Image: Mineral Resources Limited / Twitter

As an example, Scaysbrook pointed to the processing of silica sand into polysilicon – something which requires high temperature incineration and produces heavy metal byproducts. These require careful disposal so as not to leach into waterways. For Australians to accept such industries, a lot of protections would need to surround these processes. “And does that extra cost cut into our competitiveness?” Scaysbrook asked.

The answer is yes, but these added costs Scaysbrook believes the US would tolerate because of the security and credibility of an Australian supply chain.

Buckley too believes price alone won’t cut Australia out of the race. Then refining industry’s environmental impacts, however, could. “It will be a constant battle,” Buckley said.

Public opposition has the potential to seriously undercut the burgeoning industry unless governments, namely the federal Albanese government, enforce “sensible regulations” around the whole ecosystem early, including thinking about recycling, processing facility efficiency and carbon standards and pollution, Buckley said.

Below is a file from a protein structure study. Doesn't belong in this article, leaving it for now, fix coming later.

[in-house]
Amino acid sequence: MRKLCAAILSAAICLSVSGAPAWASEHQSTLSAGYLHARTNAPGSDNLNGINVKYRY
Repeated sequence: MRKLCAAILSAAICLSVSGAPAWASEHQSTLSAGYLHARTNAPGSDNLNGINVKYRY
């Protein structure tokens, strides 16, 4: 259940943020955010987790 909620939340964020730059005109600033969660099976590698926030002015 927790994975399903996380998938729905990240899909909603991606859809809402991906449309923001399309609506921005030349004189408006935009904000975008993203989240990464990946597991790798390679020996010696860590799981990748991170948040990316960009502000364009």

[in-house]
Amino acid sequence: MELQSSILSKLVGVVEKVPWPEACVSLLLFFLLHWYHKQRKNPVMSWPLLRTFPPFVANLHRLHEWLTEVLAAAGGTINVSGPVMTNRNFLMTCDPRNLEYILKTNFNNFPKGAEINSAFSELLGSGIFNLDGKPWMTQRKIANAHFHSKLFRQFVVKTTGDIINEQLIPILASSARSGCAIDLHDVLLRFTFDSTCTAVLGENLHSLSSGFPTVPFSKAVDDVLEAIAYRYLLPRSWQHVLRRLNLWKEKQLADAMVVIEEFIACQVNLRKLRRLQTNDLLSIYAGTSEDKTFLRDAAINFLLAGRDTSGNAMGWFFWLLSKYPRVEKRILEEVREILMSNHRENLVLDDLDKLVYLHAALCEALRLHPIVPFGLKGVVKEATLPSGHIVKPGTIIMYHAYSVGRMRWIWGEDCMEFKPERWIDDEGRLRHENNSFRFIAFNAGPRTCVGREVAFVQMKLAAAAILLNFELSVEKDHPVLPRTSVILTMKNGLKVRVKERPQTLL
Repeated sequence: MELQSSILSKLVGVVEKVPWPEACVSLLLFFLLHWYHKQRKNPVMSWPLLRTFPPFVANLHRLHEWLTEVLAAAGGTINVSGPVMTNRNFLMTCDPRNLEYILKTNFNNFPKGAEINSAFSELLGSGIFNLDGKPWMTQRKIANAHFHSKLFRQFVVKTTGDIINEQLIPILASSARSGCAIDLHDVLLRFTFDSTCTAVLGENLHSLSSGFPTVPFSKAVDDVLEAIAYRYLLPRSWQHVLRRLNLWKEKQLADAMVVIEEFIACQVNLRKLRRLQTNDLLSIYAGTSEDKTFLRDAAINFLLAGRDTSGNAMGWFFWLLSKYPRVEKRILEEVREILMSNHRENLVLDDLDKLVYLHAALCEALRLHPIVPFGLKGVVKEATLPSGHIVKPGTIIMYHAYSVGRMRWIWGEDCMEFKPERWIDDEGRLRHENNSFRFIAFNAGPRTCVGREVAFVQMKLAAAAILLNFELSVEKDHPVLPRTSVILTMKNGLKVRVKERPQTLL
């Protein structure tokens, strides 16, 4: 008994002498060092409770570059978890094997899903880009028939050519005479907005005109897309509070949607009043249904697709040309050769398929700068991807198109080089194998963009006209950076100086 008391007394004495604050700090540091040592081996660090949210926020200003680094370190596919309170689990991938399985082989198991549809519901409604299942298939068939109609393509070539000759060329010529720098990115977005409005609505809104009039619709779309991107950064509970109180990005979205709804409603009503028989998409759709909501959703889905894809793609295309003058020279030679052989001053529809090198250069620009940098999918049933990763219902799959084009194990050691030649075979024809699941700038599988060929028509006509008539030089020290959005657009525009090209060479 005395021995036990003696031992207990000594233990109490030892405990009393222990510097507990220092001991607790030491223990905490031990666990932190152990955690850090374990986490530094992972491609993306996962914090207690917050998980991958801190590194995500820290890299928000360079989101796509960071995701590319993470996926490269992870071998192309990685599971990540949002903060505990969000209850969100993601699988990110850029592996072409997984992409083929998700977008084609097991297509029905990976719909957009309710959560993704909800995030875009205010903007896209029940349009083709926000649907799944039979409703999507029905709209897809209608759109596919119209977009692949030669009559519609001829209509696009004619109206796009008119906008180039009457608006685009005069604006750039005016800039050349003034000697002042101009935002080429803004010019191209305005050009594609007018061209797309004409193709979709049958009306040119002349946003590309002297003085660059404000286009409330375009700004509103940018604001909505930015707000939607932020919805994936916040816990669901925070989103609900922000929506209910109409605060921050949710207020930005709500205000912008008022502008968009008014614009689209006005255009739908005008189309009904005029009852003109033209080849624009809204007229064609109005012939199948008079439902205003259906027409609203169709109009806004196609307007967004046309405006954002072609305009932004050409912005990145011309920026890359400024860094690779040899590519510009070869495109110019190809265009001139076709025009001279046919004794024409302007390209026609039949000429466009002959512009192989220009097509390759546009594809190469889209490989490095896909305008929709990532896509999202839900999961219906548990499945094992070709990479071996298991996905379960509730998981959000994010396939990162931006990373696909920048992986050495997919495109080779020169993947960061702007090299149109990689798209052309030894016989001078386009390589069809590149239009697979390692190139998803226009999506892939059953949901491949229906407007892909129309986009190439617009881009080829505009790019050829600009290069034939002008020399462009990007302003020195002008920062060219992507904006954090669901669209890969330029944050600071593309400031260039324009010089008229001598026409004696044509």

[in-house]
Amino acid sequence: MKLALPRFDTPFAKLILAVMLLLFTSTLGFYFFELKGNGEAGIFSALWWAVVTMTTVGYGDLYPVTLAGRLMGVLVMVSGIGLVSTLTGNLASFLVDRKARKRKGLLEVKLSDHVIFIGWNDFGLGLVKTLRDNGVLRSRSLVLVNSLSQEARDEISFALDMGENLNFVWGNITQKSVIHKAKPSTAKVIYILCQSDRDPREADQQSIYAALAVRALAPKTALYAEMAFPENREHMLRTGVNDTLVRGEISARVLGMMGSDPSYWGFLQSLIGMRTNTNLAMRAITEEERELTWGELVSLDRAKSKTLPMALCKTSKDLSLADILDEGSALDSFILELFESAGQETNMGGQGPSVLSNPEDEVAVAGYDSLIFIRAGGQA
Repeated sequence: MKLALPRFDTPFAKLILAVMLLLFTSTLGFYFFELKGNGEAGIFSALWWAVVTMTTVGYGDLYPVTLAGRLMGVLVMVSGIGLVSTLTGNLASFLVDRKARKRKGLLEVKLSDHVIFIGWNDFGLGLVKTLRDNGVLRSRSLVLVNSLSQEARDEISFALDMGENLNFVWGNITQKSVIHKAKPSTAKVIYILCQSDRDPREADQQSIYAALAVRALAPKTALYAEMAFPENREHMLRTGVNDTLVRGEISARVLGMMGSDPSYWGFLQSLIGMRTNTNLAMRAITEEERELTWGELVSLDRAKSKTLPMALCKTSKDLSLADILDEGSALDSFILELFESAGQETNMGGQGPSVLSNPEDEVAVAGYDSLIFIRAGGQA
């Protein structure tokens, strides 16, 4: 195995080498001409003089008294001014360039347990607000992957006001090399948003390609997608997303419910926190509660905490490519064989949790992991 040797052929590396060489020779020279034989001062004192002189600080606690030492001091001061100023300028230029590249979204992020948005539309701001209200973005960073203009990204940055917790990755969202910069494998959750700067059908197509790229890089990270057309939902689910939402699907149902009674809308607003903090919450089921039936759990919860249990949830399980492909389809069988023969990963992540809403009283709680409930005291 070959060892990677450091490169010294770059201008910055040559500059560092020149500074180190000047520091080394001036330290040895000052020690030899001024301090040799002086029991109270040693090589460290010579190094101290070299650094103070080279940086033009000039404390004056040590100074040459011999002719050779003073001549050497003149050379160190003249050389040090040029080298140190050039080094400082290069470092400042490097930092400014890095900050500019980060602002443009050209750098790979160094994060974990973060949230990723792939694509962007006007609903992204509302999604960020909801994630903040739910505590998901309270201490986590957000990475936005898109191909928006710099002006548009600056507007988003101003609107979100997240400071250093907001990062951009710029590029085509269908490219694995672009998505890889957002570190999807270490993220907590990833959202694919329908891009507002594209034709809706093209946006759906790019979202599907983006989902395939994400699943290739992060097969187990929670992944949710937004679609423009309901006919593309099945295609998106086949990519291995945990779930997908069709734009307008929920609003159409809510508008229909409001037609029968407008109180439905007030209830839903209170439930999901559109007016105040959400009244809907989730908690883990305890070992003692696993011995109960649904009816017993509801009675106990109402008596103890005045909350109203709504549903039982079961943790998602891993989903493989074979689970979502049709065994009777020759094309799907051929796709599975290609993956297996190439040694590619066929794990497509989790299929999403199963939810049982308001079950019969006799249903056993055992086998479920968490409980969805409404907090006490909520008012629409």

WA’s Greenbushes Lithium Operations is estimated to be the world’s largest known reserves of lithium spodumene minerals.

Image: Albemarle

Refining cleanly

In Buckley’s eyes, it is possible for Australia to refine critical minerals and rare earths cleanly. “Of course there are warts, but they can be managed.”

“Does Australia’s mining industry have history of doing things badly? Yes,” he said. But if better rules are imposed, we have an opportunity to do better, he added.

“The government needs to step up,” Buckley said.

Prime Minister Anthony Albanese (right), and Energy Minister Chris Bowen, formally commit Australia to cut emissions by 43% by 2030.

Image: Supplied

Australia can also reduce need for refineries if we introduce recycling practices from the start, “rather than ten years down the track,” he added. 

The cold, hard truth is that someone, somewhere, is going to need to do this mining and processing. That is, “unless we start to talk about degrowth,” Buckley said.

Energy intensity